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Differentiation therapy of acute myeloid leukemia: past, present and future

Petrie, Kevina; Zelent, Arthura; Waxman, Samuelb

Current Opinion in Hematology: March 2009 - Volume 16 - Issue 2 - p 84–91
doi: 10.1097/MOH.0b013e3283257aee
Myeloid disease: Edited by Martin S. Tallman

Purpose of review Since the 1970s, the concept of differentiation therapy has been viewed as a promising and revolutionary approach for the treatment of acute myeloid leukemia (AML) and other cancers. However, the successful clinical application of differentiation therapy has only been realized since the late 1980s and only in one subtype of AML, acute promyelocytic leukemia (APL). The use of all-trans-retinoic acid (ATRA) and arsenic trioxide, both of which induce degradation of the progressive multifocal leukoencephalopathy/retinoic acid receptor α oncoprotein, in combination with chemotherapy is currently the accepted treatment of APL, presenting a potential paradigm for differentiation therapy in clinical oncology.

Recent findings We have begun to understand why ATRA fails to induce differentiation in AML. The underlying reasons identified thus far are associated with an inability to target the removal of leukemogenic fusion proteins, aberrant epigenetic regulation of genes involved in the ATRA signaling pathway and the presence of factors that interfere with proper retinoic acid receptor α function.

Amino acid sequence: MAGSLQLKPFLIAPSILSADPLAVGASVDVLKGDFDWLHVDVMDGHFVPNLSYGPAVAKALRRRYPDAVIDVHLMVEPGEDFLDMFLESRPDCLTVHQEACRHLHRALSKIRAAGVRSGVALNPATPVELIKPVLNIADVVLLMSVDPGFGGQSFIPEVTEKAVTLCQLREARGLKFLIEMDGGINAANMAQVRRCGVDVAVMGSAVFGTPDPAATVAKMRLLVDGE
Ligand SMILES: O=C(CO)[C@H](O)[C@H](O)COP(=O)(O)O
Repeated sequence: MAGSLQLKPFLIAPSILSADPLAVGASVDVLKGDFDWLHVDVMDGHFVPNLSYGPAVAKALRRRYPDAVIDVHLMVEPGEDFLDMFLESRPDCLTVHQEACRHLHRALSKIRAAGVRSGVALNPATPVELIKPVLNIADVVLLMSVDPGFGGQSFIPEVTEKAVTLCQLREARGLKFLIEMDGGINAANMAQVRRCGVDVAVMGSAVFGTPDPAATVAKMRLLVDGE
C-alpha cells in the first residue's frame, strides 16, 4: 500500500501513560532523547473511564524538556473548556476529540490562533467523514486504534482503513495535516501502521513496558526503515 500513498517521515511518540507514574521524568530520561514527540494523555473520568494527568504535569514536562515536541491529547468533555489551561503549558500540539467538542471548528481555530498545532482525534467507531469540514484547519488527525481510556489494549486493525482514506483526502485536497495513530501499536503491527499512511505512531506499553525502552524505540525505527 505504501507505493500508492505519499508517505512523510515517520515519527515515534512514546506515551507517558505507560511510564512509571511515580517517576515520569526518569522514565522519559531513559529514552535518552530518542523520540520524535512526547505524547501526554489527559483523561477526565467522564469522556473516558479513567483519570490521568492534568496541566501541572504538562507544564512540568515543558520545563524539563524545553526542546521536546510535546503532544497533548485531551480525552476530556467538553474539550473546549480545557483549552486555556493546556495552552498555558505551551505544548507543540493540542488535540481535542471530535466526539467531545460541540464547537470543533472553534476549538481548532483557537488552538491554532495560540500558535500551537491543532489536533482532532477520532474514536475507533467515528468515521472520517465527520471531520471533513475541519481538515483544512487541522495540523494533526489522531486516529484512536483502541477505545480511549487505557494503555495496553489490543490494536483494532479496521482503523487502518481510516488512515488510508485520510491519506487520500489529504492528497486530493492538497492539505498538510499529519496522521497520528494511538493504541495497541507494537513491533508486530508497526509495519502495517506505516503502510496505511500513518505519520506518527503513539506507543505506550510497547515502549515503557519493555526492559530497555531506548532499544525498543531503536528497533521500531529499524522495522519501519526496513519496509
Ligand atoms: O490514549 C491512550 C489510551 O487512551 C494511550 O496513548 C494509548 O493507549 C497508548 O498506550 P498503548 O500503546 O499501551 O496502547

Summary Here, we examine the reasons why the exquisite sensitivity of APL to ATRA-based differentiation therapy has not been extended to other of AML subtypes. Current differentiation-based combinatorial approaches to target AML will also be analyzed. Finally, we will evaluate the potential of novel strategies, high-throughput screening, and functional genomics to uncover new differentiation-based therapies for AML.

aSection of Haemato-Oncology, Institute of Cancer Research, Sutton, UK

bDepartment of Medicine, Mount Sinai School of Medicine, New York, USA

Correspondence to Samuel Waxman, Department of Medicine, Mount Sinai School of Medicine, New York, NY 10029, USA Tel: +1 212 241 6771; fax: +1 212 996 5787; e-mail:

© 2009 Lippincott Williams & Wilkins, Inc.